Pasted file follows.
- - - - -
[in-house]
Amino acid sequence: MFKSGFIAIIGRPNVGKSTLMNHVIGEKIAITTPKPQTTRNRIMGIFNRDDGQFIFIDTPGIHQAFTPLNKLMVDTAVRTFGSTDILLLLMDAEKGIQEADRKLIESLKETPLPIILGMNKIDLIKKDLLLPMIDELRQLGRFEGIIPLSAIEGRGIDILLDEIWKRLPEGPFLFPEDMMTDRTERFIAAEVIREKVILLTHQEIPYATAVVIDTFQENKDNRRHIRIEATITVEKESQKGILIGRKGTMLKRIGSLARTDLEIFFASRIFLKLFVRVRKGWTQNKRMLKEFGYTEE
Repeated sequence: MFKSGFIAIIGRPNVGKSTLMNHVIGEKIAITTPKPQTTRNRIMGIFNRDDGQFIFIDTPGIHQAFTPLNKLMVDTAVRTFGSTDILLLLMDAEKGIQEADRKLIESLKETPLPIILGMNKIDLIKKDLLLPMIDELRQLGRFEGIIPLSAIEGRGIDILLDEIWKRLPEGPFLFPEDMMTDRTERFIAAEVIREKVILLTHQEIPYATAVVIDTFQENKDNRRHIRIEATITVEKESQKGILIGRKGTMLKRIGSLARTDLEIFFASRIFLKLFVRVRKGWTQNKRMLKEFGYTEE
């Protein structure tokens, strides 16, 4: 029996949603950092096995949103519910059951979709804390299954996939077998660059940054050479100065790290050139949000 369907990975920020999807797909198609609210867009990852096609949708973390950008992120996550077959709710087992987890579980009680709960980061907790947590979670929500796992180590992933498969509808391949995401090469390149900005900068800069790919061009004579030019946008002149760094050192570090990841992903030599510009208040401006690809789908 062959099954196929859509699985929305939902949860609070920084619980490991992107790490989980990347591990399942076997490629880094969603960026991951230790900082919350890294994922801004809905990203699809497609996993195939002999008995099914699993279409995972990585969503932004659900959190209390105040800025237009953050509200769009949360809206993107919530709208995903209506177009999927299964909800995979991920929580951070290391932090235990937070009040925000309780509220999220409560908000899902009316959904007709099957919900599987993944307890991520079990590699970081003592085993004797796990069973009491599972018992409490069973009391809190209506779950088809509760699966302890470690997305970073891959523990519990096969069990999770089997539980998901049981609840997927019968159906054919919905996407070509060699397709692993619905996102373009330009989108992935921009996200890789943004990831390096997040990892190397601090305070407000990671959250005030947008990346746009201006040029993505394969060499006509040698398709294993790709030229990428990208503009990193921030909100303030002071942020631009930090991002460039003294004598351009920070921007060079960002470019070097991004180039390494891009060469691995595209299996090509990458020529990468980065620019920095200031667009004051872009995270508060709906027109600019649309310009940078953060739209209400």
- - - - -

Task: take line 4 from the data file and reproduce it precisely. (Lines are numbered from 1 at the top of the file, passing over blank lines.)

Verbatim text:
């Protein structure tokens, strides 16, 4: 029996949603950092096995949103519910059951979709804390299954996939077998660059940054050479100065790290050139949000 369907990975920020999807797909198609609210867009990852096609949708973390950008992120996550077959709710087992987890579980009680709960980061907790947590979670929500796992180590992933498969509808391949995401090469390149900005900068800069790919061009004579030019946008002149760094050192570090990841992903030599510009208040401006690809789908 062959099954196929859509699985929305939902949860609070920084619980490991992107790490989980990347591990399942076997490629880094969603960026991951230790900082919350890294994922801004809905990203699809497609996993195939002999008995099914699993279409995972990585969503932004659900959190209390105040800025237009953050509200769009949360809206993107919530709208995903209506177009999927299964909800995979991920929580951070290391932090235990937070009040925000309780509220999220409560908000899902009316959904007709099957919900599987993944307890991520079990590699970081003592085993004797796990069973009491599972018992409490069973009391809190209506779950088809509760699966302890470690997305970073891959523990519990096969069990999770089997539980998901049981609840997927019968159906054919919905996407070509060699397709692993619905996102373009330009989108992935921009996200890789943004990831390096997040990892190397601090305070407000990671959250005030947008990346746009201006040029993505394969060499006509040698398709294993790709030229990428990208503009990193921030909100303030002071942020631009930090991002460039003294004598351009920070921007060079960002470019070097991004180039390494891009060469691995595209299996090509990458020529990468980065620019920095200031667009004051872009995270508060709906027109600019649309310009940078953060739209209400």